Popular Derek “The Surgeon” Silveira operated last night on previously undefeated Roberto “El Viejo, Jr.” Valenzuela, Jr., re-capturing the New England welterweight title, by way of an eight-round unanimous decision in the main event on the “Riot at the Rim” card, presented by Granite Chin Promotions (GCP), at The Rim in Hampton, New Hampshire.
Silveira (16-2, 8 KOs), fighting out of Salem, MA, rocked his 19-year-old Mexican challenger, Valenzuela (14-1, 13 KOs), whose father and cousin also fought on the card, in the first round with a right that dropped his tall, lean opponent. In fact, Silveira stopped Valenzuela’s father two years ago via a second-round stoppage.
The aggressor for most of the fight, Silveira was cruising along until the seventh round, when he suffered a low blow that, naturally, slowed him down considerably, eventually leading to a knockdown in the eighth round, the result of a shot taken to the back of his head,
Silveira originally won the N.E. welterweight title in 2011, holding it for two years, but he never lost the strap in the ring. He was inactive for nearly 3 ½ years and relinquished his title because of inactivity. “I never really lost the belt,” Silveira said after the fight. “I got back what I was supposed to have. This kid hit hard. One of the reasons for this (performance) is that I stayed in shape and had a real training camp instead of training only after work (carpenter). I thought it showed in the ring tonight.
“From watching video of him, I was looking for his right. My coach said to slip it and come back with a right, and I hit him right on the button. But he hit me with some good shots, too, and I was a little gassed in the last two rounds.”
Silveria has some unfinished business, though. He was supposed to face Travis Demko for the N.E. title in an intra-Massachusetts battle for the belt and Bay State bragging rights. Unfortunately, though, Demko suffered an injury during training and withdrew from the title fight.
“He was injured,” Silverira added, “and I respect that. I was excited to be in a title fight with two local guys. I’d definitely like to fight Demko.”
New England cruiserweight champion Chris Traietti (27-4, 21 KOs), who is the GCP promoter, was supposed to fight Gilberto “El Magico” Matheus Domingos for the vacant World Boxing Council (WBC), but the Brazilian was unable to enter the U.S. to fight due to visa issues.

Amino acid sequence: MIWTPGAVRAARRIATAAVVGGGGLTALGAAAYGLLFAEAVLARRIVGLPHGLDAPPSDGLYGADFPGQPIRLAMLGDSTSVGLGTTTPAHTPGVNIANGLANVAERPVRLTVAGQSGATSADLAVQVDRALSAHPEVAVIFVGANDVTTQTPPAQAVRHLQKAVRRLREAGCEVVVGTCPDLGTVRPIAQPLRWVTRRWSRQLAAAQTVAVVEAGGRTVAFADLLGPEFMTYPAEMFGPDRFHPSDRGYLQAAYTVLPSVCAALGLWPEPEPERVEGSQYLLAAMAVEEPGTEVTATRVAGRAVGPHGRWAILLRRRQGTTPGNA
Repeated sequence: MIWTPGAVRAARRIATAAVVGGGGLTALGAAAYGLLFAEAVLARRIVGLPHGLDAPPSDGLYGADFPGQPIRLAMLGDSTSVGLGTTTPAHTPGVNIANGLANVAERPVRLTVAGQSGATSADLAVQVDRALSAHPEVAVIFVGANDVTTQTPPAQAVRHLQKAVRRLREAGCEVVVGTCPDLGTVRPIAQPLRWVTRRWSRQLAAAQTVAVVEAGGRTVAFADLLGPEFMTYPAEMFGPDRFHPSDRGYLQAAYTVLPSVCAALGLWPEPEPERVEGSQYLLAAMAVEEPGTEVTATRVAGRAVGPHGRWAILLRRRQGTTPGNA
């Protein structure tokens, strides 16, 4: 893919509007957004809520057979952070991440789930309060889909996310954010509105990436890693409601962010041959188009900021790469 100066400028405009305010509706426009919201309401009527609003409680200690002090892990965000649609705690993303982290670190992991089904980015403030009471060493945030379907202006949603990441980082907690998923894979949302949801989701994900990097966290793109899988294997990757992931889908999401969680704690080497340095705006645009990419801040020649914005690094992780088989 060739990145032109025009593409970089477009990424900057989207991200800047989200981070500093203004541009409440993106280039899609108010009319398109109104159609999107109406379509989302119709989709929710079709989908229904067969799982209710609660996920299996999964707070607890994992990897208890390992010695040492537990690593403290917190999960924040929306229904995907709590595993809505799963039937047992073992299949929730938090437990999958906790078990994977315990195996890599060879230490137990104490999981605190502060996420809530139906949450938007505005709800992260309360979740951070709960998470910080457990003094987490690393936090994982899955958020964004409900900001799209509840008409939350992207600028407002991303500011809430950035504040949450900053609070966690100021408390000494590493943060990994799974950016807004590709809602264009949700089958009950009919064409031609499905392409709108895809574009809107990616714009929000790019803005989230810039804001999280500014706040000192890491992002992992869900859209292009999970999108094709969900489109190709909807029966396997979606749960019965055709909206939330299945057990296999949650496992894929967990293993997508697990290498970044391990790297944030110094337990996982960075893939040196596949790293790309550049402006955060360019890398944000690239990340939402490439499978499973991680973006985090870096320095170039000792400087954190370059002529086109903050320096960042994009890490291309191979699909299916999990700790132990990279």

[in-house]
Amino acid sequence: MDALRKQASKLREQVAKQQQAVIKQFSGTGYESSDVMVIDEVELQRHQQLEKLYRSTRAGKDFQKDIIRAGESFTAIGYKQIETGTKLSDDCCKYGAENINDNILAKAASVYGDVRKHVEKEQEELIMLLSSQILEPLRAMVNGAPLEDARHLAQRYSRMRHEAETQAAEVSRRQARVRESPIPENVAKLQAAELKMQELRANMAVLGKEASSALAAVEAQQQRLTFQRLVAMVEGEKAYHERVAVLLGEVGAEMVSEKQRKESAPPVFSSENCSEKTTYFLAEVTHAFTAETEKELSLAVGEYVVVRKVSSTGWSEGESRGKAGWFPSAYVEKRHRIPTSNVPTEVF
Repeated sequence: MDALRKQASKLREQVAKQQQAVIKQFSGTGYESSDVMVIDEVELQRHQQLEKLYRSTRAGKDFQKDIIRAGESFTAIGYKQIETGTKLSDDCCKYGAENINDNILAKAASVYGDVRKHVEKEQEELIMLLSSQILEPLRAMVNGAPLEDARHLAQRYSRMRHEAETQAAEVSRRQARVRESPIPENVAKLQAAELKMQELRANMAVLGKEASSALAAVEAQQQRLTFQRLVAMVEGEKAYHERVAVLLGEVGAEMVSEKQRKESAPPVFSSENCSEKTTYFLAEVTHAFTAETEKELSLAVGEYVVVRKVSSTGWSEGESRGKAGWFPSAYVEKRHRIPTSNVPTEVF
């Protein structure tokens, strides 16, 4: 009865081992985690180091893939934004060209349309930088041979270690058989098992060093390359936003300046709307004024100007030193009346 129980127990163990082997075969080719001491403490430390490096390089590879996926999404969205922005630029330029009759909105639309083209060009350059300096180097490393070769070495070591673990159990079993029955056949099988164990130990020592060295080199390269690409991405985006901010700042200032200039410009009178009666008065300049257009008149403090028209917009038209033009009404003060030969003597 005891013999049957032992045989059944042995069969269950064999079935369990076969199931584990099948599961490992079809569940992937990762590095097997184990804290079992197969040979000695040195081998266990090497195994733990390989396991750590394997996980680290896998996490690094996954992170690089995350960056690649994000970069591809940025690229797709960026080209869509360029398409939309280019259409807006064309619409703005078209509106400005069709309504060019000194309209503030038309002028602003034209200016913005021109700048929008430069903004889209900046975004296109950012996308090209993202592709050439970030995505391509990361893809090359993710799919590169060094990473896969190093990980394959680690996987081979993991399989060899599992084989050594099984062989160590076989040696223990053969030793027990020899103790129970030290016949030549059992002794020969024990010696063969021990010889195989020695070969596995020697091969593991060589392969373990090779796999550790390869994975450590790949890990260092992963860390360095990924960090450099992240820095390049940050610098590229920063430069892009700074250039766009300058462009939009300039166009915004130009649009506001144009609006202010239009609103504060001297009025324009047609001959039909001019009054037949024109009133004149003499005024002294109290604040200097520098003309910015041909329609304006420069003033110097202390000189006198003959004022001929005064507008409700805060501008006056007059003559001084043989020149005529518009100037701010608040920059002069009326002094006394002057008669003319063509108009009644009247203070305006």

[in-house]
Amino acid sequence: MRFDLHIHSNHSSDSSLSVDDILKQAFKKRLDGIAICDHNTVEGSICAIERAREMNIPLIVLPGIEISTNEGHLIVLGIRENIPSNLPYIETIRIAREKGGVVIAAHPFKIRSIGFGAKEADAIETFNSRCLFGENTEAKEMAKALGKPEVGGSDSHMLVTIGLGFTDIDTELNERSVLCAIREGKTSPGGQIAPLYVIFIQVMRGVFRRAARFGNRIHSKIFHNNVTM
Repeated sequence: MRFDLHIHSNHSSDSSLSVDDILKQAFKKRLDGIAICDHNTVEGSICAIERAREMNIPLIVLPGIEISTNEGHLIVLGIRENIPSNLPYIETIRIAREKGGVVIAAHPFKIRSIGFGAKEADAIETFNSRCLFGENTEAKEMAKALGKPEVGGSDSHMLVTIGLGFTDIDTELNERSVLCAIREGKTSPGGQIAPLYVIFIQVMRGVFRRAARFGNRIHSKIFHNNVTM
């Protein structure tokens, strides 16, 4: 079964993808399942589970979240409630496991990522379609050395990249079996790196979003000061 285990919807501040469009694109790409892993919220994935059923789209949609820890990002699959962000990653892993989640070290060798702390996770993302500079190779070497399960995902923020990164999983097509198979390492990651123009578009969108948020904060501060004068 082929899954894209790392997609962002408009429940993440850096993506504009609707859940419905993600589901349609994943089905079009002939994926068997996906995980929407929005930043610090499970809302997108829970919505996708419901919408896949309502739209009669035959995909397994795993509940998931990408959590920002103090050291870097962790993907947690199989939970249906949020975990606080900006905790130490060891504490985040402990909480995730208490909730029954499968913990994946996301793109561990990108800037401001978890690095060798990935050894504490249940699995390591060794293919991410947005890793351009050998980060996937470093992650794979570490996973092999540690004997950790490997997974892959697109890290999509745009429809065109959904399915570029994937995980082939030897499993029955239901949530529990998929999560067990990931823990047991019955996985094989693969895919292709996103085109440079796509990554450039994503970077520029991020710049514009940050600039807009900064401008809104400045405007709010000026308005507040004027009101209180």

“I was disappointed with Gilberto’s visa situation, but there was no time to let it get me down,” Traitti remarked. “As the promoter, I had to focus on the rest of the card, and it turned out to be awesome. I had every intention of this being the biggest Granite Chin Promotions show and it exceeded my expectations. Hopefully this was the start of our next chapter, upping my game, and I plan to promote two more shows this summer.”
In the most competitive fight of the night, French junior welterweight Romain Tomas (8-2, 2 KOs) pulled off a mild upset in the co-featured event, winning a six-round split decision over previously unbeaten Omar “The Beast” Bordoy (7-1, 2 KOs), fighting out of Danbury, CT.
Lynn, MA welterweight Khiry “TNT” Todd (8-1, 6 KOs) rebounded from his lone pro loss, destroying Mexican challenger Francisco “El Mono” Medal (13-17, 8 KOs), dropping him three times for a statement-like first-round technical knockout.
WBC Latino cruiserweight champion Vinnie “American Nightmare” Carita (20-1-1, 19 KOs), of Pembroke, MA, added another title belt to his display case, stopping Brazilian Claudio “Quexada” Porto (8-5-1, 7 KOs) with a devastating left hook to the liver, resulting in a first-round knockout for the vacant ABF Continental Americas Championship.
Highly-regarded featherweight Tramaine “The Mighty Midget” Williams, a 10-trime national amateur champion from New Haven, CT, remained undefeated and continued his journey towards a world title shot. Williams (17-0, 6 KOs), who was ranked as high at No. 3 in the world before an inactive period, displayed his vast skills during a workmanlike effort en route to an eight-round unanimous decision victory over his veteran Mexican foe, Ernesto “Monito” Guerrero (30-27, 20 KOs). Williams is promoted by Roc Nation Spots.
“Handsome” Henry Gedney (3-0, 2 KOs), fighting out of Gloucester, MA, battered the body of veteran Mexican super middleweight Roberto “El Viejo” Valenzuela (67-79-2, 56 KOs) at the beginning of the opening bell and he continued peppering his opponent upstairs and downstairs throughout their fight. Gedney, a 2017 Rocky Marciano Tournament novice champion, won by way of a fourth-round technical knockout, when referee Leo Gerstel halted the one-sided fight.
Undefeated Providence prospect Anthony “Ai” Marsella, Jr. (12-0, 6 KOs), the reigning IBA Americas welterweight champion, dropped his Mexican opponent, Engleberto “Guarura” Valenzuala (11-16, 3 KOs) early in the first round, then a little later he caught Valenzuela with a powerful left to the body for a knockout. Marsella is promoted by Mayweather Promotions.
In a battle between a pair of pro-debuting junior welterweights, Nelson Perez (1-0, 1 KO) finished off Emmerson Noguiera (0-1) with a vicious right to the body midway through the opening round.
Brooklyn junior welterweight Sidney “Keelo” Maccow (6-8, 3 KOs) pitched a shutout against Andy Aiello (1-3-1), winning all six rounds on the three judges’ scorecards for a six-round unanimous decision.
New Britain, CT featherweight prospect Nathan Martinez (3-0, 1 KO), the 2017 New England Golden Gloves Most Outstanding Boxer, out-classed North Carolina featherweight Chantae “Malik” Bowens (0-2) for an impressive first-round knockout. Martinez trapped Bowens in the red corner and unleashed six rapid-fire punches to close the show.
Boston super middleweight Rob Butler (1-0) won his pro debut in an action fight that opened the night, taking a four-round unanimous decision from journeyman Rodrigo Almeida (1-10).